Approval for this study was granted by the Ethics Committee of the Aklilu Lemma Institute of Pathobiology, Addis Ababa University. All mothers and children with STH infections were treated with anti-helminthics based on the national protocol.
Description of the study subjects
Nine hundred thirty two child-mother pairs were followed up at one year, and 908 (97.4%) of the mothers and 905 (97.1%) of their infants provided adequate stool samples and were included in the analysis (Fig 1). The majority were from rural areas (87%) and there were roughly equal numbers of male (460; 50.7%) and female (448; 49.3%) infants. The age range of interviewed mothers was 15 to 44 years (mean, standard deviation [SD] 26.8 [6.3] years), with almost one third (38.7%) aged under 25.
Prevalence of soil-transmitted helminths
Prevalence of soil-transmitted helminth infections in mothers and their infants in the Butajira birth cohort, Ethiopia, 2007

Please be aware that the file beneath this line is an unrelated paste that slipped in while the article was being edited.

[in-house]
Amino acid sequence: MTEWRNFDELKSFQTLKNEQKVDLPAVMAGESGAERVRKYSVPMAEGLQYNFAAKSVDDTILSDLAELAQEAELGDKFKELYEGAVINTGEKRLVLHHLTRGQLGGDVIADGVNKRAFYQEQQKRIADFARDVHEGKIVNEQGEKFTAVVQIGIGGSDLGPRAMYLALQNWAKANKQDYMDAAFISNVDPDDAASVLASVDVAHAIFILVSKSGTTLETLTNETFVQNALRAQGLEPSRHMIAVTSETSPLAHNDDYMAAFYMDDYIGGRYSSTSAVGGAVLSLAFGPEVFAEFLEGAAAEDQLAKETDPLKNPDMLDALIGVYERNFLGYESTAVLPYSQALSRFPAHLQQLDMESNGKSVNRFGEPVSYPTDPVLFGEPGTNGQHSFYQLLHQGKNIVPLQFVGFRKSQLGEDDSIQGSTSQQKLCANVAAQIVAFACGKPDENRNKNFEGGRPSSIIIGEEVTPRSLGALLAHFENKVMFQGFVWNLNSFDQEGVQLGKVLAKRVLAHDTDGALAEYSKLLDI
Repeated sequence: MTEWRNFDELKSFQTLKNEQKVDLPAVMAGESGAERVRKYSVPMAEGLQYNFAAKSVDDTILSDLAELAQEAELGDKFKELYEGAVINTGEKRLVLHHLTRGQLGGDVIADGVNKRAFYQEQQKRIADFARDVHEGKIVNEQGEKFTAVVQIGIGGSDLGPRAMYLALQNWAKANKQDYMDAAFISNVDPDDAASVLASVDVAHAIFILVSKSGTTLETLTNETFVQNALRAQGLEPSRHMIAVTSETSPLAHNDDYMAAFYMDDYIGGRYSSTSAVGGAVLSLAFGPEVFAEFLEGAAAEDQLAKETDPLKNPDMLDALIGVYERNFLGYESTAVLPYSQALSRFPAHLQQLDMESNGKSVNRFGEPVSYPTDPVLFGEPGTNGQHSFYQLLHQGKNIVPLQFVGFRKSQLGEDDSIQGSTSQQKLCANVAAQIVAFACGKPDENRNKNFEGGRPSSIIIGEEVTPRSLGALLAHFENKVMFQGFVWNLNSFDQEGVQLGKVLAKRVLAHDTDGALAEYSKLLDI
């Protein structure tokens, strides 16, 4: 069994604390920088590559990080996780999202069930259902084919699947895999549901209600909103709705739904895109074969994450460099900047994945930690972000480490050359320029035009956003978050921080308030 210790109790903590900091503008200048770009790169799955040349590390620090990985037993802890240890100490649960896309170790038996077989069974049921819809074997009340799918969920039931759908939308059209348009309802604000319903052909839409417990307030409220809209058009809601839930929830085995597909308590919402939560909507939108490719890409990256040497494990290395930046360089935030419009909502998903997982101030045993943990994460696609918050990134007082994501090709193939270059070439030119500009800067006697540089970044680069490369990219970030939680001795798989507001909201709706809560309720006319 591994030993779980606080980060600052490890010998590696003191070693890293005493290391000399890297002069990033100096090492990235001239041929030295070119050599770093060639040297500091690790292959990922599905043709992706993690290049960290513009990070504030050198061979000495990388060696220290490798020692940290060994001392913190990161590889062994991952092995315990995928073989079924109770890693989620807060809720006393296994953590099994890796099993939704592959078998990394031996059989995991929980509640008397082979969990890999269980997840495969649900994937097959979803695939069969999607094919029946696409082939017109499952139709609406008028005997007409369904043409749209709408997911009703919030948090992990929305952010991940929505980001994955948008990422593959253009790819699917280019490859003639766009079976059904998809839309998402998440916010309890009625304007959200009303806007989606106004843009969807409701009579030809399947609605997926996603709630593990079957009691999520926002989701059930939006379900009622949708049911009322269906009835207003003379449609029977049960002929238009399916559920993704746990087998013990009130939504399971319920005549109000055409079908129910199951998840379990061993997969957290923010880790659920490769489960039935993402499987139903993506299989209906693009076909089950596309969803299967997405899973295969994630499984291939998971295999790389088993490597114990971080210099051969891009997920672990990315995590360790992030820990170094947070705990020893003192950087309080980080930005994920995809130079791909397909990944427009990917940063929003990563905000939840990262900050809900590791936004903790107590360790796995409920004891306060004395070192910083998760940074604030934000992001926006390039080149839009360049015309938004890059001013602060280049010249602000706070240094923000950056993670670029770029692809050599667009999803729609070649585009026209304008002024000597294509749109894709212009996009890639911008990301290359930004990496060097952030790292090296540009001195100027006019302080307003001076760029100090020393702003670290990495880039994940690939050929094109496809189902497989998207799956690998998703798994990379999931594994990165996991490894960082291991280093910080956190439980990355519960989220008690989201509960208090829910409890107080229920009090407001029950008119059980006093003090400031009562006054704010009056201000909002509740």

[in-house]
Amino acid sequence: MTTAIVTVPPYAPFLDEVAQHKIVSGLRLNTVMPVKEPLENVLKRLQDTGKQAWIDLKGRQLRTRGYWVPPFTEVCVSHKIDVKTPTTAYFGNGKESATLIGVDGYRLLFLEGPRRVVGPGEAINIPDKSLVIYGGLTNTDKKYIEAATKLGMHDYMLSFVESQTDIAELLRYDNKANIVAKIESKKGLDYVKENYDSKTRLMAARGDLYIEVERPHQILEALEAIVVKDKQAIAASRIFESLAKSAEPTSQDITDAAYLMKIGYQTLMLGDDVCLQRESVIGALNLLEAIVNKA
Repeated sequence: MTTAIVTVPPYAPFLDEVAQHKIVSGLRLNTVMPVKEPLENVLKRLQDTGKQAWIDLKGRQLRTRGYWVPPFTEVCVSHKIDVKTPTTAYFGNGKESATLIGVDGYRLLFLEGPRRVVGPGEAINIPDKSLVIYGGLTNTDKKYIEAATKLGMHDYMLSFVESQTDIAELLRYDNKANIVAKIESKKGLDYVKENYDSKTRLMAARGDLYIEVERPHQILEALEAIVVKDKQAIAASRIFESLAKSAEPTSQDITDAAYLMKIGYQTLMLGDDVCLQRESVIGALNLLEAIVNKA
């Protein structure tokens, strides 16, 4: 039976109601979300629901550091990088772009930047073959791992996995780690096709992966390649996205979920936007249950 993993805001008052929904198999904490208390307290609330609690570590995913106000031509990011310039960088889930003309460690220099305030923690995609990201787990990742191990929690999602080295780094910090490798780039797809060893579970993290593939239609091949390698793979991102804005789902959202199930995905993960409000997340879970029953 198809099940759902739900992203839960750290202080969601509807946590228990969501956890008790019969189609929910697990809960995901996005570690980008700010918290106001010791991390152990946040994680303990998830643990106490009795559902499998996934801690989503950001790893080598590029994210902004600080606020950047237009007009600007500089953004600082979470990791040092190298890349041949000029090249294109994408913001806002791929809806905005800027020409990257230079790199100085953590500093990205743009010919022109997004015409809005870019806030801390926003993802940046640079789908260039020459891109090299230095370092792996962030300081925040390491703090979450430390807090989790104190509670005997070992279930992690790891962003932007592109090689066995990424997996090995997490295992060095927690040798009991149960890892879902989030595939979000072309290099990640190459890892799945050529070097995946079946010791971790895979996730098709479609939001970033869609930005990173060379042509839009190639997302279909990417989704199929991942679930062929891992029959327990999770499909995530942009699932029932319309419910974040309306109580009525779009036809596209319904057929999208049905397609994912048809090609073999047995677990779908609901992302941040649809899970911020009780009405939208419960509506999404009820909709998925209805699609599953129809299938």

Children (N = 905) No (%)
Mothers (N = 908) No (%)
Any soil-transmitted helminth infection
Prevalence of single infection
Prevalence of double infection
Prevalence of triple infection
Univariate risk factor analysis for STH infection in mothers
Univariate analysis of socio-demographic characteristics and their association with soil-transmitted helminths in the birth cohort, Butajira Ethiopia, 2007
Soil-transmitted helminths in the mother (N = 908)
Soil-transmitted helminths in the child (N = 905)
Crude OR (95%CI)
Crude OR (95%CI)
0.66 (0.36, 1.23)
2.07 (1.00, 4.32)
0.70 (0.37, 1.33)
0.61 (0.23, 1.66)
1.41 (0.61, 3.27)
0.67 (0.28, 1.60)
1.10 (0.48, 2.54)
0.91 (0.58, 1.43)